Embracing inspiration: Abigail Hanna ’25E

Embracing inspiration: Abigail Hanna ’25E

This Wisconsin-raised, Ecuadorian American cellist is finding her groove at the Eastman School of Music

Abigail Hanna ’25E playing her cello

Abby Hanna ’25E

When Abby Hanna ’25E—an applied music major at the University of Rochester’s Eastman School of Music—was in fourth grade, one of her teachers, Ms. Borden, used to bring her cello to class. The students loved listening to her play, and they begged her for lessons. During independent reading time, Ms. Borden would take those interested down to the library and they’d take turns playing the cello. Hanna, who’d been playing the piano since she was five years old, loved it. She took to it quickly, too.

Ms. Borden was struck with Hanna’s passion for the instrument and soon talked to her parents about their daughter’s budding talent. She told them about the Milwaukee Youth Symphony Orchestra’s (MYSO) program called Progressions, which provides free instruments and lessons to musically-inclined youth from underrepresented backgrounds. Hanna, an Ecuadorian American, soon became involved and stayed with Progressions and the MYSO for 10 years.

Cultural roots, inspiration

Hanna’s mother immigrated here from Ecuador as a teenager, with a dream to earn a college degree in the U.S. “My mom moved in with her godmother in California and then went to, and graduated from the University of California San Diego,” says Hanna. “She’s a role model to me and to many women in our family—she’s shown us all that we can achieve our goals.”

Neither Hanna’s mother nor her father are musicians, although she notes that music is a big part of Ecuadorian culture. Hanna experienced that first-hand, as she spent many summers with relatives in Ecuador. Hanna has an ear for languages, too, and is fluent in Spanish, well-versed in German, and is learning Italian on her own for fun. She plans to learn German and French soon.

Hanna is proud of her cultural roots and how they are helping her shape her identity as a young woman and a musician. For the past four years, she’s been part of the Sphinx Organization, a social justice organization dedicated to transforming lives through the power of diversity in the arts. “Growing up, I didn’t know about many Latino composers or musicians,” she says. “Then I got involved in Sphinx and started learning more about musicians who had similar backgrounds as me, which has really inspired me.”

She adds, “It can be a struggle for people who come from marginalized backgrounds to excel in music, but it has never deterred me or been an obstacle. It’s something I recognize and want to change by being an example to others.”

Gratitude, new experiences

Hanna is grateful to be a recipient of the Anne M. Buxton Scholarship*. “Because of this scholarship, I don’t have worry about finances and neither does my family,” she says. “This generous support lifts that burden for us and opens a lot of doors for me.”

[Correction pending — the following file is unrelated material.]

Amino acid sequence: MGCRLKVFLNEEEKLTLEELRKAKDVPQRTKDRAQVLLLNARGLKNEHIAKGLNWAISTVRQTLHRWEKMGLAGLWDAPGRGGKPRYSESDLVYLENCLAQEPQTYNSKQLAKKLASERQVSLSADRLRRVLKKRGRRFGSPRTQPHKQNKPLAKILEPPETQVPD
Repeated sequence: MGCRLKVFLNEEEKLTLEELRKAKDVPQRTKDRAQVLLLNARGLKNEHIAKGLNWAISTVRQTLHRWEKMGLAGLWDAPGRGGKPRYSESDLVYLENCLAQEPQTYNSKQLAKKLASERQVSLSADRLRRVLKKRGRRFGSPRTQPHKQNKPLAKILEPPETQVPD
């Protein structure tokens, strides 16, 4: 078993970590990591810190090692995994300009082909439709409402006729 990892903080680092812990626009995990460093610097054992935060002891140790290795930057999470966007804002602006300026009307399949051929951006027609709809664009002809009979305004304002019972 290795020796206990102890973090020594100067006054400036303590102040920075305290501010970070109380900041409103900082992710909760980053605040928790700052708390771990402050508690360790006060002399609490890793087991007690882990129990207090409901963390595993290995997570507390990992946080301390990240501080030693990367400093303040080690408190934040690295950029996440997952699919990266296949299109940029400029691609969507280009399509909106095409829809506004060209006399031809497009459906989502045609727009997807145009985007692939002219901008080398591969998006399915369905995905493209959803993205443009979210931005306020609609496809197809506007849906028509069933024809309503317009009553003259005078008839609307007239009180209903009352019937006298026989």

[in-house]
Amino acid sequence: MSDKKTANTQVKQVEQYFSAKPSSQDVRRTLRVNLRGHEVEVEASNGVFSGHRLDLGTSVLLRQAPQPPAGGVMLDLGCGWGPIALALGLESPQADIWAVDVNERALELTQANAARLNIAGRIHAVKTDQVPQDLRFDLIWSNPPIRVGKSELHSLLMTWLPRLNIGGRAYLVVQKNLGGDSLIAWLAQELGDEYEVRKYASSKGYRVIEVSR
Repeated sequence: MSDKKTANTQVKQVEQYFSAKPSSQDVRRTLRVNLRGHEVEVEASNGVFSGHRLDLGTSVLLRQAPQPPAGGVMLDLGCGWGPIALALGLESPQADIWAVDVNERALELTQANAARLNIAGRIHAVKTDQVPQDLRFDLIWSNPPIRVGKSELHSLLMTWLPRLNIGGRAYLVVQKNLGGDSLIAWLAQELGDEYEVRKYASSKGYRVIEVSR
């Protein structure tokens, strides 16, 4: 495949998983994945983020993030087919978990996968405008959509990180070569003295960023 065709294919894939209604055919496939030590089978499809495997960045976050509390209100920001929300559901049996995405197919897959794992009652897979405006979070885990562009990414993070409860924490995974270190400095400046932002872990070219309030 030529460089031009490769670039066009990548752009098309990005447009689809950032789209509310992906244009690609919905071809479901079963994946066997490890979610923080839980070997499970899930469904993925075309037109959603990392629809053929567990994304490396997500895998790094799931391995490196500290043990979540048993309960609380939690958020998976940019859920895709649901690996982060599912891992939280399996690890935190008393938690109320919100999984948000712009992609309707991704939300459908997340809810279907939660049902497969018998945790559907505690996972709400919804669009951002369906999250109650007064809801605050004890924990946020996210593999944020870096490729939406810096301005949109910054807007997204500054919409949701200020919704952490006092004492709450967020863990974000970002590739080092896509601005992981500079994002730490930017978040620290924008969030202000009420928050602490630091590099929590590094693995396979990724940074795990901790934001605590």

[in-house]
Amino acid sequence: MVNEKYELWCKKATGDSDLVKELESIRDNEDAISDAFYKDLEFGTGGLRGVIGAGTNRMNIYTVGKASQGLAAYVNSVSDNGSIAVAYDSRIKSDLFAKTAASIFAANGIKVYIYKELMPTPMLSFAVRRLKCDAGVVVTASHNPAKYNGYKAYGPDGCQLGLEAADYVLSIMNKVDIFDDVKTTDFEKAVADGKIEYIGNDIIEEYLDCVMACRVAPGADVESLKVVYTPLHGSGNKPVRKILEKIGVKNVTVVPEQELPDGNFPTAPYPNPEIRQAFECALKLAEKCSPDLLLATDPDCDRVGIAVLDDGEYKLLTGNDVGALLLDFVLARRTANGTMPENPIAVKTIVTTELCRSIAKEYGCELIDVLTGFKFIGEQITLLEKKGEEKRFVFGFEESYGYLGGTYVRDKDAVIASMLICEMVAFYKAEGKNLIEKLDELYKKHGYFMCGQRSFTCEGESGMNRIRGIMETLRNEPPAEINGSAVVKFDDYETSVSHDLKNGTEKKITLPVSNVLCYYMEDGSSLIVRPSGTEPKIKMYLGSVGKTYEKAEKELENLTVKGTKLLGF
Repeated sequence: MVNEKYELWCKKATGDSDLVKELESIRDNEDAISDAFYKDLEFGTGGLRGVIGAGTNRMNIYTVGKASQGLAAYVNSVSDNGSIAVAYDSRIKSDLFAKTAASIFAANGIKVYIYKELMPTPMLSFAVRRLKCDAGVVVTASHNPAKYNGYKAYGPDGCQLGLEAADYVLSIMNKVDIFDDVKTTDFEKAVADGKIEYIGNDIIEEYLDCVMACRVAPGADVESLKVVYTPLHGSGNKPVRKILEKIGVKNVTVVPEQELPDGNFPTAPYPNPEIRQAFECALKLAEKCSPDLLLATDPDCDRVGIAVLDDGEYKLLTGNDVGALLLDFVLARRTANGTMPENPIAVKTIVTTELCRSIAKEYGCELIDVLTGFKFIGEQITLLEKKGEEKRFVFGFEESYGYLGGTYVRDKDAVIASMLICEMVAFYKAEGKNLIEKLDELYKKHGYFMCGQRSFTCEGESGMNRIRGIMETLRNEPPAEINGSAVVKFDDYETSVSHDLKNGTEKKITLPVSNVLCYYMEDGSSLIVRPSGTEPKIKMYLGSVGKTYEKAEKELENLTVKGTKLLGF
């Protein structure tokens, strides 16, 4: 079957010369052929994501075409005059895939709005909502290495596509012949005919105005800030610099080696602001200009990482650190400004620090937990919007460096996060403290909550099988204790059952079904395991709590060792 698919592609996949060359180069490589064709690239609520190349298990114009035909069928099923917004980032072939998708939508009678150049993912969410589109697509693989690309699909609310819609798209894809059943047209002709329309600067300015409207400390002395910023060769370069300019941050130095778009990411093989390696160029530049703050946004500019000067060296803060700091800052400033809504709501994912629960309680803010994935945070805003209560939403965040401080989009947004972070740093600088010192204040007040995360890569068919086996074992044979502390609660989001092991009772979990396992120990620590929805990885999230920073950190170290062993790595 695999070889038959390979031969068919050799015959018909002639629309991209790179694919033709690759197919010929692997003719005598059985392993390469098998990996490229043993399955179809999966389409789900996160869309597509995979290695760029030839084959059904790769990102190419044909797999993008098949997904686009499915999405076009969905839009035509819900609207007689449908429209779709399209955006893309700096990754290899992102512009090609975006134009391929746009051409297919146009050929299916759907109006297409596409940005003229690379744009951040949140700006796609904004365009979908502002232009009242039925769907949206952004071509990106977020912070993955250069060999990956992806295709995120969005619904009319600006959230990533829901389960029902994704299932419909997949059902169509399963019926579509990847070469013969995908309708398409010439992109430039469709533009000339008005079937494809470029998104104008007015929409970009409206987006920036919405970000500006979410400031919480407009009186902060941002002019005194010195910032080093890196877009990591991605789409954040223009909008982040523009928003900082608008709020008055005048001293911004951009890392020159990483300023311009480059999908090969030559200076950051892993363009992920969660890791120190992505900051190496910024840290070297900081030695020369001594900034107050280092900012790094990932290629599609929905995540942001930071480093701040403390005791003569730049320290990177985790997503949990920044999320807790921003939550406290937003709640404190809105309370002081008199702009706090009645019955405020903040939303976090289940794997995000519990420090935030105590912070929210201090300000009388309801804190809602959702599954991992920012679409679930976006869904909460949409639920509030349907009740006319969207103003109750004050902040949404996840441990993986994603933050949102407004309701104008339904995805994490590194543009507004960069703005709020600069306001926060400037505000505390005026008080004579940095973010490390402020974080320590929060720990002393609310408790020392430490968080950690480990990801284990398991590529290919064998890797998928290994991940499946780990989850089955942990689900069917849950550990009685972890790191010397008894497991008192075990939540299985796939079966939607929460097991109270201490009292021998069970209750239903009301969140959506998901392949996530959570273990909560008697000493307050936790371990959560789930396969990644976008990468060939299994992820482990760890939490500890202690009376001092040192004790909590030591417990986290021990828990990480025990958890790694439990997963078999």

Although Hanna is a first-year student, she’s already had some standout experiences at Eastman. “Rehearsing in Kodak Hall is amazing,” she says. “It’s such an incredible space—the stage, chandelier, balcony, everything about it is beautiful and inspiring, and the acoustics are incredible.”

When Hanna is not in class, practicing her cello, or rehearsing for her orchestra and chamber groups, she enjoys spending time with friends. She finds that friendships naturally blossom out of a shared interest in music. For example, some students have recently formed a boleros group, which, she says, is the romantic type of Latin music. Started by Christopher Sanchez ’23, ’23E, a vocalist from the Dominican Republic, the group now includes Hanna, a pianist, two classical guitars, and a viola player. They hope to add a percussionist soon. “We’re finding our groove and it’s a lot of fun,” says Hanna.

*The Anne M. Buxton Scholarship was established in 2010 by the estate of Anne M. Buxton ’54, who was a music teacher in the Washington, D.C. public schools before her retirement. As a result of Buxton’s generous bequest, the endowed scholarship now supports more than 30 students annually.

Watch and listen

Hanna performs POEMA III (by Marlos Nobre), December 2021 (video from Abby Hanna’s YouTube channel)

Enjoy some Latinx music

Enjoy this free Spotify list featuring some of the Latinx music that Hanna recommends.

Support music

Endowed scholarships [link to CoS landing page] make a difference in lives of students like Hanna. For information on how you can support musicians like her, contact Aubrie Willaert, Executive Director of Eastman Advancement. Learn more about the Eastman Music School and 100 years of music, too, and help us honor a century of music and celebrate the century to come.

—Kristine Kappel Thompson, March 2022